KUMASI, GHANA, September 3rd 2009− With aid from the Leitner Center’s Access to Justice Project, Ghana’s courts have made substantial progress in releasing remanded prisoners. The Access to Justice Project was developed as part of the International Sustainable Development clinic at Fordham Law School. The clinic focuses on developing and implementing projects that fight poverty, child mortality, HIV/AIDS, human rights abuse, and promotes justice.
The Access to Justice Project was created by a team of four Fordham students, Sarah Bravin, Robert Cornwell, Jesse Loper, and Emily Wei, and four students from Ghana’s Kwame Nkrumah University of Science and Technology (KNUST), Charles Acheampong, Nana Asante, Osei Barimah, and Linda Mensah, and is supervised by Fordham Professor Paolo Galizzi, Fordham’s Levinson Fellow Alena Herklotz, and KNUST Lecturer Ernest K. Abotsi. It was created to address the problem of people being held in Ghana for long periods of time pending trial without bail or charge, a violation of both domestic and international law. As part of the project, Fordham students partnered with law students from KNUST to help design the program and were able to travel to Ghana during the summer to assist their overseas colleagues in bringing the project to fruition.
In the first phase, students interviewed prisoners at Kumasi Central Prison, where they created case files for remanded prisoners and determined which prisoners should not be in custody. One of the major challenges to remanded prisoners was the lack of a computerized filing system at the prison to keep track of pre-detention and court dates. To address this problem, the Leitner Center donated two computers to the prison and helped update and organize the prison’s filing system.
The project also worked closely with Ghana’s Attorney General, Betty Mould-Iddrisu, and the Judicial Service. Because of the project’s work, Ms. Mould-Iddrisu has granted the project the authority to try deserving prisoners. Her Ladyship the Chief Justice of Ghana, Georgina T. Wood, has set up a special court in which she appointed two judges to hear the cases of people remanded at the Kumasi prison. KNUST clinical supervisor Ernest K. Abotsi has been working with members of the project in representing prisoners whose lengthy pre-trial detention violates domestic and international law. Because of these efforts, a number of inmates who were remanded in prison, for periods ranging from six months to eight years, had their cases expedited or were granted bail.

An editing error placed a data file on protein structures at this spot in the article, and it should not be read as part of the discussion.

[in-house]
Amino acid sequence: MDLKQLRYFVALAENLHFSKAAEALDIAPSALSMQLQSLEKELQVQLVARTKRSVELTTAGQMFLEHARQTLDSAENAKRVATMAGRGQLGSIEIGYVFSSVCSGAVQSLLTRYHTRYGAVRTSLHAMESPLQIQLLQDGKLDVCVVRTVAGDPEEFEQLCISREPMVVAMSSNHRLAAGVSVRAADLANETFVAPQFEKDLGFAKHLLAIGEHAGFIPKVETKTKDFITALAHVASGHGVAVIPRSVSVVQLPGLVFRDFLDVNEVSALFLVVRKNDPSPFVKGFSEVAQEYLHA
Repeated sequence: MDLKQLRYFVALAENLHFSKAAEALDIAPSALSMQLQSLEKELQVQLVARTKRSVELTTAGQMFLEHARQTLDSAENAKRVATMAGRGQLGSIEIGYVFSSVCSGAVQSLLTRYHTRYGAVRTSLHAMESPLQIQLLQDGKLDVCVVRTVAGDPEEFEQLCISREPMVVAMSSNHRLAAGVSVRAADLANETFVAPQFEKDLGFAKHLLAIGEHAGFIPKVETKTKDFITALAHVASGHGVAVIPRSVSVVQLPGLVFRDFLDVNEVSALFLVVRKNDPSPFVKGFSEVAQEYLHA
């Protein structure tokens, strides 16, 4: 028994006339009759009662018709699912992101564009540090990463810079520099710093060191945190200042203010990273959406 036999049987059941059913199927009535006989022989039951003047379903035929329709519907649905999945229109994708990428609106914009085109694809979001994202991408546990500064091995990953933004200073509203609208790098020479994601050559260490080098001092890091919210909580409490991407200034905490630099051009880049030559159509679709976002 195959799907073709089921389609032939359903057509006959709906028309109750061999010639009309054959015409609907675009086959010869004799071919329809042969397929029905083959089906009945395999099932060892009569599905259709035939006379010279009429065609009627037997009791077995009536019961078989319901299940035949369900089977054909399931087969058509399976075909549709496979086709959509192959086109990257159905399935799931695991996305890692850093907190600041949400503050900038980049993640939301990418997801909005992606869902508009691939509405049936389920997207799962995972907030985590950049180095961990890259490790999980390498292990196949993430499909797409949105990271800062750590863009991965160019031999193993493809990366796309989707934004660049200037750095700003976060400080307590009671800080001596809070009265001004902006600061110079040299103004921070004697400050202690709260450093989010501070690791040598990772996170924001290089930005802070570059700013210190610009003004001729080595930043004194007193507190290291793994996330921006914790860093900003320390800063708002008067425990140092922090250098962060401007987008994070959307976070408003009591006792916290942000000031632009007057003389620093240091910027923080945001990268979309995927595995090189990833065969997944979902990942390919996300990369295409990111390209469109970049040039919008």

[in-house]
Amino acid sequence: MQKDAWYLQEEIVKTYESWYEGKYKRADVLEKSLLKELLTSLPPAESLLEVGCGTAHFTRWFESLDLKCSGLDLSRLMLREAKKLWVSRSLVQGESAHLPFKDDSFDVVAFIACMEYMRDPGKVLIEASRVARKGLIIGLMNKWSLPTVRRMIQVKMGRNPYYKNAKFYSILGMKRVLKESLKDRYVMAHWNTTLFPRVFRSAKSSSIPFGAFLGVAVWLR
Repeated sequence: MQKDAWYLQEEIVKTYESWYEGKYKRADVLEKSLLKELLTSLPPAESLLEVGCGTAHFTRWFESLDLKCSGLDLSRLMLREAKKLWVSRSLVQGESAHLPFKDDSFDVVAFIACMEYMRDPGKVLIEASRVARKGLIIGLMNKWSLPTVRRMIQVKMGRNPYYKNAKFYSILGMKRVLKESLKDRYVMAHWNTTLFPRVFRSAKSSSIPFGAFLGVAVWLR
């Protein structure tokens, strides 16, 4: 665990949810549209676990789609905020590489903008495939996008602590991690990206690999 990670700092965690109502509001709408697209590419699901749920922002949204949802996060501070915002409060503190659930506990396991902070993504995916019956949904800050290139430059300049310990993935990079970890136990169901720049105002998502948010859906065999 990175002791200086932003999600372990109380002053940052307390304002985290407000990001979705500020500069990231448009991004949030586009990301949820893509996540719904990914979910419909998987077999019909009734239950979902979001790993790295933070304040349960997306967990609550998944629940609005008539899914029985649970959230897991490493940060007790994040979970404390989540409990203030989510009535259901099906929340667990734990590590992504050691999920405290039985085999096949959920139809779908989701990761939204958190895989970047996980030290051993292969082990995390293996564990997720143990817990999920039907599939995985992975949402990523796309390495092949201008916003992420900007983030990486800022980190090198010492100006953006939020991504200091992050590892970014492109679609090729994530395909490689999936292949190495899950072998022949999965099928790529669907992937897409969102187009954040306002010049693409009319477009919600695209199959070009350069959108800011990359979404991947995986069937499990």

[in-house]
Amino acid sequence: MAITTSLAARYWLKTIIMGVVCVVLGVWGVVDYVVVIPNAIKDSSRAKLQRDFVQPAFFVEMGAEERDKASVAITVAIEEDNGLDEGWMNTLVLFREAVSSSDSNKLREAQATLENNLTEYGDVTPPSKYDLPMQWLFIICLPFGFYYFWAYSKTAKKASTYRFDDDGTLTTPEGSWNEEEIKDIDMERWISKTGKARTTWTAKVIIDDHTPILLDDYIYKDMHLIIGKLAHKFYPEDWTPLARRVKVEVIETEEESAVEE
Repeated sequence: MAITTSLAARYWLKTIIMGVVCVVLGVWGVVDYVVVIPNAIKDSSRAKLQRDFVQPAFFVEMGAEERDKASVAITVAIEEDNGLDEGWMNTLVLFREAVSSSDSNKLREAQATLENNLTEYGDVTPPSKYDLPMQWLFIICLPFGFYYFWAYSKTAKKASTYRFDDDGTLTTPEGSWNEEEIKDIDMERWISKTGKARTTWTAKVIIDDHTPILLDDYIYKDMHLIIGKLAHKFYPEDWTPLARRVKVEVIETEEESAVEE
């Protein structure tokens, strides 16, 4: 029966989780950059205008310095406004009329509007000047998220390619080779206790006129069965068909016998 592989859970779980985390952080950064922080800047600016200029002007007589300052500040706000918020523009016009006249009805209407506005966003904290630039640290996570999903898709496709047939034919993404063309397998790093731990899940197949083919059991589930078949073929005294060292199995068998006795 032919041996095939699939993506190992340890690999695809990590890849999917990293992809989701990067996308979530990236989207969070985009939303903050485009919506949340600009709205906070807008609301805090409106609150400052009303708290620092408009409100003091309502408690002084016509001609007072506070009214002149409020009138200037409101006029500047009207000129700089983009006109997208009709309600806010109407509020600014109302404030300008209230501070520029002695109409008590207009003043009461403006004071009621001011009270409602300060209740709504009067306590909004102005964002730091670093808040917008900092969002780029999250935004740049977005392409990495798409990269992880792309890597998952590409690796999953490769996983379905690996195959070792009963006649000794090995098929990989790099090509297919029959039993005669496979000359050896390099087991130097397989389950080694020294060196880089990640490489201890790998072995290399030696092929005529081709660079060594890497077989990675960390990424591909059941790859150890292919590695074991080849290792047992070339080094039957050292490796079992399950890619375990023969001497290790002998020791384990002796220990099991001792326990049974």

Twenty-year-old Patricia Akua Manso, who had been held in remand for five years with adult prisoners, was released through the help of the program. Ms. Manso was originally arrested when she was fifteen because she allegedly concealed information from the police after she witnessed her uncle sexually assault a minor. An emotional Ms. Manso shed tears after Mr. Abotsi, who was acting as her lawyer, helped her secure an unconditional bail.
The project was also able to help secure Kweku Aboagye, who is mentally-retarded, transfer into a proper facility. Mr. Aboagye, who had been held in prison on remand since 2002 for attempted armed robbery, was granted an unconditional bail. He was then transferred to Ankafu Mental Hospital where he received the care he needed.
The case of Afua Owusuaa, is another example of the success of the Access to Justice Project. Ms. Owusuaa had defaulted on a loan and had been held without bail or a full hearing for five months, even though it was a civil case. Through the project’s help, she was given a hearing in which a bail and a trial date were set. The judge at the hearing also ordered the Circuit Court judge who originally had Ms. Owusuaa remanded, to provide for her bail and, before her follow-up court date, to explain why Ms Owusuaa had initially been remanded at all.
A final example is Patricia Yeboah, who was incarcerated on charges of conspiracy to armed robbery and placed in remand in February 2009. Ms. Yeboah was charged because she had boarded a taxi, whose driver was wanted for robbing a mobile phone. Even though she claimed she had nothing to do with the alleged robbery, Ms. Yeboah was arrested with the driver and had been imprisoned without charge or bail. The taxi driver, who had already been sentenced, also confirmed Ms. Yeboah’s story. The project helped Ms. Yeboah get a bail set and was then able to get a judge to set a final court date and allow her release with an unconditional bail.
Even though the Access to Justice Project was just started in January 2009, these stories are only a few of the many examples of how it is helping bring justice to the many citizens who are remanded in Ghana. The project provides law students with valuable training and experience in pro bono work. It also provides a template for possible future programs since it demonstrates how student volunteers can help foster a country’s legal system by forming a mutually beneficial working relationship with a country of limited resources and a different legal culture.